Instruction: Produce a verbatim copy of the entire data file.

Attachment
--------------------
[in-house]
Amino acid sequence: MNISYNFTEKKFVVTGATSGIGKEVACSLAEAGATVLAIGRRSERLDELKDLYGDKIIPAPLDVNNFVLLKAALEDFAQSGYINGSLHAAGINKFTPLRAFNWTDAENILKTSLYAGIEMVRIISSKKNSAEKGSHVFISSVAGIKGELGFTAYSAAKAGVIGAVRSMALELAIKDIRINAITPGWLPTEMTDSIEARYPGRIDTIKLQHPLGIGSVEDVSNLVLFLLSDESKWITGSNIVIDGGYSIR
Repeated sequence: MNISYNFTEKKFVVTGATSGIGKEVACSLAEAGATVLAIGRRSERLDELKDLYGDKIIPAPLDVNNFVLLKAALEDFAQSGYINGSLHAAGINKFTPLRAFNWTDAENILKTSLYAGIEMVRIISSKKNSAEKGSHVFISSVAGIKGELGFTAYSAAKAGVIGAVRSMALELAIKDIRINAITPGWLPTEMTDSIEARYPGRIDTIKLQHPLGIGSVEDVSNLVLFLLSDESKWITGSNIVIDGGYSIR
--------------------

[in-house]
Amino acid sequence: MNISYNFTEKKFVVTGATSGIGKEVACSLAEAGATVLAIGRRSERLDELKDLYGDKIIPAPLDVNNFVLLKAALEDFAQSGYINGSLHAAGINKFTPLRAFNWTDAENILKTSLYAGIEMVRIISSKKNSAEKGSHVFISSVAGIKGELGFTAYSAAKAGVIGAVRSMALELAIKDIRINAITPGWLPTEMTDSIEARYPGRIDTIKLQHPLGIGSVEDVSNLVLFLLSDESKWITGSNIVIDGGYSIR
Repeated sequence: MNISYNFTEKKFVVTGATSGIGKEVACSLAEAGATVLAIGRRSERLDELKDLYGDKIIPAPLDVNNFVLLKAALEDFAQSGYINGSLHAAGINKFTPLRAFNWTDAENILKTSLYAGIEMVRIISSKKNSAEKGSHVFISSVAGIKGELGFTAYSAAKAGVIGAVRSMALELAIKDIRINAITPGWLPTEMTDSIEARYPGRIDTIKLQHPLGIGSVEDVSNLVLFLLSDESKWITGSNIVIDGGYSIR